The spirit of rebellion will be in the air at the Munich Film Festival, which will be occupied by movies focusing on young people protesting against how their societies are run and seeking out a new utopia. The fest runs June 22-July 1.
One of the German films that reflects the theme of “creative resistance” is “The Long Summer of Theory,” says Christoph Groener, who programs the New German Cinema section. The film reflects the feeling among the young that “what is needed is to move from solipsistic thinking to practical doing.”
Irene von Alberti’s pic centers on three women whose apartment is threatened by property speculators. They decide to change their lives, and are “trying to think of new creative forms of living together” that incorporate a sense of “social solidarity.”
The movie “wants to create a new activism where the film itself might be just a starting point and wants to infuse audiences with the need to talk to each other and find ways to create a new society, a new utopia, in which we can thrive,” says Groener.
In Germany, many young filmmakers, faced with the difficulties of raising financing, are turning to low-budget moviemaking to deliver pics “that seem to be totally uncompromised in their creative approach,” Groener says. Many of these films have an improvisational approach that delivers something that is “new, radical and playful.” The films don’t rely on high-production values, but have the ability to be successful internationally, he says.
Other countries are also producing films that form part of “this new juicy cinema that wants to [inspire] a new political activism,” he says. One film that typifies this resistance ethos is Sofia Exarchou’s “Park,” which centers on young people squatting in the decaying Olympic Village in Athens, creating their own community outside of the conventions of Greek society.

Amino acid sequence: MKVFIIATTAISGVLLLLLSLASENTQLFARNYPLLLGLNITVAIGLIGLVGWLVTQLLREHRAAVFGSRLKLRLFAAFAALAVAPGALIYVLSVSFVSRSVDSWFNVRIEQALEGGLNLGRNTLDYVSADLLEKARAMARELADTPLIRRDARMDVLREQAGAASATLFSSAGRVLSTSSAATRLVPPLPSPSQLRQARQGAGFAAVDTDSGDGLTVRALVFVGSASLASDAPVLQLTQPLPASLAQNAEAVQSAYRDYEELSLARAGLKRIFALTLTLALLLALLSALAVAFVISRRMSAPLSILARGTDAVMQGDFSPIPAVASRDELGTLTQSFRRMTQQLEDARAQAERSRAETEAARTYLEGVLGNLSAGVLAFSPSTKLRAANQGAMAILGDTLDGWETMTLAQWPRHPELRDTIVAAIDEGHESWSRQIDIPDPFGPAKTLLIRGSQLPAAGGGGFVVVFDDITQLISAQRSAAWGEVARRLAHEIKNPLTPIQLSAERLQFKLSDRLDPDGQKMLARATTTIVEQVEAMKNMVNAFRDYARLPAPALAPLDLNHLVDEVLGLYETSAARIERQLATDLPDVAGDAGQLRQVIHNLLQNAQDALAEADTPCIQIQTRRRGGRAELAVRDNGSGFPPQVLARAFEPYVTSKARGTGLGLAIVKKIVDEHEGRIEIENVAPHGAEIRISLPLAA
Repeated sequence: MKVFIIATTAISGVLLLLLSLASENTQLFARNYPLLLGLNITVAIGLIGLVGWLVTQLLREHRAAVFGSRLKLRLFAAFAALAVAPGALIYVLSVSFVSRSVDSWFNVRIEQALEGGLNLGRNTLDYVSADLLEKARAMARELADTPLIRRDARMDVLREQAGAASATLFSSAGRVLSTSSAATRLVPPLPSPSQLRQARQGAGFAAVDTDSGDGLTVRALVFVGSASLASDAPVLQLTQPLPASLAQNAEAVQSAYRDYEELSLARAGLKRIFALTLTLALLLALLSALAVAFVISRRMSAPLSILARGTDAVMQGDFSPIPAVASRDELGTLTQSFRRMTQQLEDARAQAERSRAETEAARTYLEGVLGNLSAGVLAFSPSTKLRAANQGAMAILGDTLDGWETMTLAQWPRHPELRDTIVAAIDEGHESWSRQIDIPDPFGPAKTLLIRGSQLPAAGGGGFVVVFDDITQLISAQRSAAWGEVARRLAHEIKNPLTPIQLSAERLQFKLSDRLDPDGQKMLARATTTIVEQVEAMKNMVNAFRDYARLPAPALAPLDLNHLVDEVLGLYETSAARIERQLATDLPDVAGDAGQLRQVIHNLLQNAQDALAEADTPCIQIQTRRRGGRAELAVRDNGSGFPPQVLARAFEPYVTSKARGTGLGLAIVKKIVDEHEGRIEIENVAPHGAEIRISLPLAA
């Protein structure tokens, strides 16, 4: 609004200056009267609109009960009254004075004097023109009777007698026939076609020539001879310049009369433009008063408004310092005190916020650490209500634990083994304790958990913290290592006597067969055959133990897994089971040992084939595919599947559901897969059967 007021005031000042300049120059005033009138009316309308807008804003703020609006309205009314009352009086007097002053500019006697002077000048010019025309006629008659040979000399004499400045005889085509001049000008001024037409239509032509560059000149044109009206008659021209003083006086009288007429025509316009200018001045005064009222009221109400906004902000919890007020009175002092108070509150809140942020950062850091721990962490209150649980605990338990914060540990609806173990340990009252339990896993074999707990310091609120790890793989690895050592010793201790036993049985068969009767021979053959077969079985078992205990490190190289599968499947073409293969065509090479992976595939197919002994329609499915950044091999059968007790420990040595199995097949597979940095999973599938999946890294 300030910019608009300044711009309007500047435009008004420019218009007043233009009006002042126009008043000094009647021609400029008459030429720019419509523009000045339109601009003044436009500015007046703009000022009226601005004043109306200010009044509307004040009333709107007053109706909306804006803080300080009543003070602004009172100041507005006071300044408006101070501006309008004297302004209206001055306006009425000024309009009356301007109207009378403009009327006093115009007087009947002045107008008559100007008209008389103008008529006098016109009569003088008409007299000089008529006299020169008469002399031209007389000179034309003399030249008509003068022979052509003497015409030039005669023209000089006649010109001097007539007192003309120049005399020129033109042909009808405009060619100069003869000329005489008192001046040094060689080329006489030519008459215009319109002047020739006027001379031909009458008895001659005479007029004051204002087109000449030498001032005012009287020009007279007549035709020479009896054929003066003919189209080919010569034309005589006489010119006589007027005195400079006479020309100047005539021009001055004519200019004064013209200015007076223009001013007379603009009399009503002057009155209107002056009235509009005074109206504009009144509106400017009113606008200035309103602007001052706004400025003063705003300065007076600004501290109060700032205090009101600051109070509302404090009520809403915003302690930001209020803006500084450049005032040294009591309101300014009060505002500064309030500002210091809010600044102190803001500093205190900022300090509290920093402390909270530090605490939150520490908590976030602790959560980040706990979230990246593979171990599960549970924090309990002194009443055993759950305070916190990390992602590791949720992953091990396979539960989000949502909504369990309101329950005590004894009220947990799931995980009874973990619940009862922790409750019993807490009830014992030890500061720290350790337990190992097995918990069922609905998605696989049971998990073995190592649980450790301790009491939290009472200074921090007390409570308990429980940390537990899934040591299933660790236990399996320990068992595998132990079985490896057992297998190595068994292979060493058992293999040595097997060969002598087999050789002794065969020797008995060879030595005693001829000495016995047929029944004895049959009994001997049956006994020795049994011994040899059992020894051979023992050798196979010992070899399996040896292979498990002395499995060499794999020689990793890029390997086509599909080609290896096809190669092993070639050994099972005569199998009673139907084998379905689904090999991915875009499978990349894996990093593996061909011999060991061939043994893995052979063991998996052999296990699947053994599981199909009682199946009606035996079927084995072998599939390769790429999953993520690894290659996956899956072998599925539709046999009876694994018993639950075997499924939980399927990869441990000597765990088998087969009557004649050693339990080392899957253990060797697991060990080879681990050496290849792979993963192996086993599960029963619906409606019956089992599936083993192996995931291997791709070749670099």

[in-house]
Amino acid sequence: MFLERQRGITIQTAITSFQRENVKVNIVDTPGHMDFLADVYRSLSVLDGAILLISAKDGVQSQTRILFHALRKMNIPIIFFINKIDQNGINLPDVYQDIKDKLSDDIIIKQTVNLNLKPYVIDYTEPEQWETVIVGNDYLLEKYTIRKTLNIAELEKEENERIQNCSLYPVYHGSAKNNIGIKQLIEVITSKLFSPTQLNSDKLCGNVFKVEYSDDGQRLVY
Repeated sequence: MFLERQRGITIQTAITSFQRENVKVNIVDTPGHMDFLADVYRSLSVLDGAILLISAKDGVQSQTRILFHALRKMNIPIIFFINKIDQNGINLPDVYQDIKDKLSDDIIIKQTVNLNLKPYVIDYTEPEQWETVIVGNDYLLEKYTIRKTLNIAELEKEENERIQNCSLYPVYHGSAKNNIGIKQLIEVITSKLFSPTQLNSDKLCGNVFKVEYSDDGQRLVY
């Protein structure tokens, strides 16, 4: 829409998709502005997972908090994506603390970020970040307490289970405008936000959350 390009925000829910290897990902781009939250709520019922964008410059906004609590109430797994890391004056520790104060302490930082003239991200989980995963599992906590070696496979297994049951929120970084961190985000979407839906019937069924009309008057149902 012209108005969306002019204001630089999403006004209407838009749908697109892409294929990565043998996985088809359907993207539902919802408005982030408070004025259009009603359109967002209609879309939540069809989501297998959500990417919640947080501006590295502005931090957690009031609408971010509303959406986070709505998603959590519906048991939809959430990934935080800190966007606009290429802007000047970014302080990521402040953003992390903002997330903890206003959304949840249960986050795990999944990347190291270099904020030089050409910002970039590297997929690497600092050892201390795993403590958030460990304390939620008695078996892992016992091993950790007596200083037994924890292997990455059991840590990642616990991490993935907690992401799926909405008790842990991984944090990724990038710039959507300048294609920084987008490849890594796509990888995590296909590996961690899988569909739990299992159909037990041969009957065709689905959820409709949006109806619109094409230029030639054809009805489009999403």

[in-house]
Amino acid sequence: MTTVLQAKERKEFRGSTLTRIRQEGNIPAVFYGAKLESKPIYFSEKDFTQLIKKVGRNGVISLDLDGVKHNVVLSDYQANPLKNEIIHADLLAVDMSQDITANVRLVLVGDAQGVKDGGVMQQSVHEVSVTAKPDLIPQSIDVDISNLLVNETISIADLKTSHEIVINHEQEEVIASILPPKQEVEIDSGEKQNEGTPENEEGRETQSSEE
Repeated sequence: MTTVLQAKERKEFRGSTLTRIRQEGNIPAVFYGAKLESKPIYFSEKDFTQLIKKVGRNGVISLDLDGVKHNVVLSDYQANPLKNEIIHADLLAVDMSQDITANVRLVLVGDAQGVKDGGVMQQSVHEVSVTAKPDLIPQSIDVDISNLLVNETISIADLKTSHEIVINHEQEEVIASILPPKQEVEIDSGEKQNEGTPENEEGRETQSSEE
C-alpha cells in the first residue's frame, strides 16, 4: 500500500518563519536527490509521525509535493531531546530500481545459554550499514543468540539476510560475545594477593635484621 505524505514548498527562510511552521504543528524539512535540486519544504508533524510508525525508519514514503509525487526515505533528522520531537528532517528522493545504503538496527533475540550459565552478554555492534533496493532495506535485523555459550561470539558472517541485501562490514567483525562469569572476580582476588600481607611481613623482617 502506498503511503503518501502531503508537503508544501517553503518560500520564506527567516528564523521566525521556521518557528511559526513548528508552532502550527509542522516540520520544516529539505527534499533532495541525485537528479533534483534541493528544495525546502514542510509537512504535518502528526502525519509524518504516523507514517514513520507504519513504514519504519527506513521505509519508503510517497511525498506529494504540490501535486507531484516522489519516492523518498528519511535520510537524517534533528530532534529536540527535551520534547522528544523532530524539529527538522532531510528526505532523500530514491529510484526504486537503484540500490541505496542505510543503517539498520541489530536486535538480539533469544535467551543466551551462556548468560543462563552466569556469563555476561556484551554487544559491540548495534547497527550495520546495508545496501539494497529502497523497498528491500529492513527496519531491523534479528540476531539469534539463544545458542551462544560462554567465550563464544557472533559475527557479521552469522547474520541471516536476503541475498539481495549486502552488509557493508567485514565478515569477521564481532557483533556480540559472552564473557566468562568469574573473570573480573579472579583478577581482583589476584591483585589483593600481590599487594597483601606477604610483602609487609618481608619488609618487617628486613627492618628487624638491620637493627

Festival director Diana Iljine says a new generation of auteurs is emerging, whose approach is “fresh, not only in terms of the content, but also the aesthetics.” This filmmaking is “not always positive [in its outlook] — not every story ends in a good way — but it is full of hope, and [the filmmakers] have sought for a creative solution.”
The festival is in revolt itself: against simplistic notions of what life, and cinema, is like in countries perceived as posing a threat to the West, such as Iran, Russia and China.
Bernhard Karl, who programs the fest’s international films, says that in some countries “it’s often the case that [filmmakers] don’t have the chance to make political films,” but their movies instead “reflect the political situation in small, personal stories.”
These films offer a peek at the lives of ordinary folks in these countries. Xuebo Wang’s “Knife in the Clear Water” centers on a farmer from the Hui Muslim minority group in China who is obliged to slaughter his bull for a feast, but is unwilling to part with the beloved animal. Mehdi Fard Ghaderi’s “Immortality” gives a snap-shot of life in Iran. The film, which follows six families on a train journey, depicts a microcosm of Iranian society.
Munich Festival Highlights
Claire Denis’ “Let the Sunshine In,” starring Juliette Binoche, opens the fest. The film tells the story of an artist in Paris looking for love and personal fulfillment. “To open with a Claire Denis and Juliette Binoche film is a dream for a festival person like me,” Iljine says.
Sofia Coppola may only be in her mid-40s, but Munich is honoring her with a career retrospective. She won an original screenplay Oscar for “Lost in Translation,” a Venice Golden Lion for “Somewhere,” and the director prize at Cannes with “The Beguiled.”
“There are not many women out there who are as good, as famous, as much of a fashion icon, and coming from such an interesting a background as she does,” Iljine says. “She’s a star and [her films] marked a new way of filmmaking.”
Bryan Cranston, who nabbed four Emmys for “Breaking Bad,” took a Tony for “All the Way” and was Oscar- nommed for “Trumbo,” will receive Munich’s CineMerit Award, which recognizes his “outstanding contributions to the film arts.” He will also present his latest film, “Wakefield.”
The fest closes with Lone Scherfig’s romantic comedy “Their Finest,” with one of the film’s stars Bill Nighy attending. Nighy plays an aging screen legend, alongside Gemma Arterton and Sam Claflin.